You cannot be a world-class psychopathic narcissist unless you have your own aircraft. Now, while one man’s ‘strong leader’ is another’s dictator we can be certain that all the human entrants in this list are or were prize bell-ends. Stephen Caulfield chooses 12 infamous aeroplanes that have perfected despot delivery.
12. Fokker F28 Fellowship Kalayaan (Republic of the Philippines)
Autocrat or not, the leader of an archipelago nation has good reason to fly. Hence, the Philippine people find themselves supporting the 250th Presidential Airlift Wing. That unit operated a Fokker F28-3000 Fellowship for state executive purposes starting in the stupidly decadent days of the Marcos family. The Fellowship was replaced only last year with a brand-new Gulfstream G280. This new aircraft lends a much slicker, up-to-the-minute corporate look to the law-and-order strongman presiding over a nation where vast economic inequalities are entrenched in daily life.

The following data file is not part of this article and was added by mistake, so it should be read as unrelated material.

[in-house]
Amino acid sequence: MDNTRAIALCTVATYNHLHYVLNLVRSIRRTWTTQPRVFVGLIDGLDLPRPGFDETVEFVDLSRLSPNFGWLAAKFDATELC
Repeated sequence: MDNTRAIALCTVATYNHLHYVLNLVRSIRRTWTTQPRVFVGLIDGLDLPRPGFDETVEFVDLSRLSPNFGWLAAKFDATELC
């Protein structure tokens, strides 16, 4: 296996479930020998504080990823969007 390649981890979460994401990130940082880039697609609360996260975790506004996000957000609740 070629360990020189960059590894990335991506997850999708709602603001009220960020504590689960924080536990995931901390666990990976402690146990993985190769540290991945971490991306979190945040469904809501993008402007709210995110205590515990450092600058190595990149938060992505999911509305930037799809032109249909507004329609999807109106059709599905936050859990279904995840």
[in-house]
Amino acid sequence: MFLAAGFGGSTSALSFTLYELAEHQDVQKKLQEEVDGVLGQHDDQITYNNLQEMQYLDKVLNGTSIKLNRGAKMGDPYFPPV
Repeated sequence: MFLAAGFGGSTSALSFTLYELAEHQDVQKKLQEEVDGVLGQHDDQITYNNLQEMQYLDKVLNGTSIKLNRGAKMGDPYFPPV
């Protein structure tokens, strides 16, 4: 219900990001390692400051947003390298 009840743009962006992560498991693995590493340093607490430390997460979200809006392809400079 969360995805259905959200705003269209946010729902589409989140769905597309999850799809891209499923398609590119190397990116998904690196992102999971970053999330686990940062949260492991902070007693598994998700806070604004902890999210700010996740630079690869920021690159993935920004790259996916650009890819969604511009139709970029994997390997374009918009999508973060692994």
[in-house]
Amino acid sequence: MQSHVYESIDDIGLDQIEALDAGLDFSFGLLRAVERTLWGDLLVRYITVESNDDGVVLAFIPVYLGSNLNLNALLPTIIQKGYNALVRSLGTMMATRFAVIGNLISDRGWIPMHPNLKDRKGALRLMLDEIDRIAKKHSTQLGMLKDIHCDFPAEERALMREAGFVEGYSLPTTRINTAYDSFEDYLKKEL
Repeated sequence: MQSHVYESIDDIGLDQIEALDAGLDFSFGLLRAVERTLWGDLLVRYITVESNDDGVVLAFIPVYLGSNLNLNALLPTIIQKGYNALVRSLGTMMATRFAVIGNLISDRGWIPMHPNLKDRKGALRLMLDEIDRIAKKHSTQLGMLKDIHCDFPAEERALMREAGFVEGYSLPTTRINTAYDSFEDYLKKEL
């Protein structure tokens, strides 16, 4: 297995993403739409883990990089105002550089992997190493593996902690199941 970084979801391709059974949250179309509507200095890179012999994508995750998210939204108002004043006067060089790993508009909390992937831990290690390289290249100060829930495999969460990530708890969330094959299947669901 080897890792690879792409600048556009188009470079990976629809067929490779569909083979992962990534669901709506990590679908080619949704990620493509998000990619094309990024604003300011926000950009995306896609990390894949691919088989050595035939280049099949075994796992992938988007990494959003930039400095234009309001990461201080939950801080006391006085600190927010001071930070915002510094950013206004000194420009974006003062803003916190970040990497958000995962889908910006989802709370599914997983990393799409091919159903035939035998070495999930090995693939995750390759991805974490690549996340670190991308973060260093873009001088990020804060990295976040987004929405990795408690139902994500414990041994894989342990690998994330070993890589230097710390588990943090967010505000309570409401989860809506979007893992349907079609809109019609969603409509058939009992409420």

Non-political technical point: F28s feature a split tail cone air brake like that on a Blackburn Buccaneer strike aircraft.
11. Hawker-Siddeley HS-121 Trident
People’s Republic of China
Chairman Mao Zedong and Premier Zhou-en-lai shared a British-built Trident airliner. The Trident supplemented, and then replaced, an Ilyushin Il-18 Coot. Zhou-en-lai was the first Premier of China and served as Mao Zedong’s right hand. They were among the post-war world’s longest serving leaders, lasting from 1949 until the days of the Sex Pistols. Considering the poverty and turmoil of China in these years the idea of leaders looking down at the put-upon masses from a private jet strikes one now as something Communism would have eradicated. Or at least limited to really, really special occasions. Oh well, plus ca change. Though to be fair, the Trident was used as a domestic aircraft by the state owned airline CAAC who had a fleet of about 35. Having a British-made VVIP plane wasn’t entirely about looking down on the masses as China is a big country and the leadership needed to get around, but the optics were still far from perfect.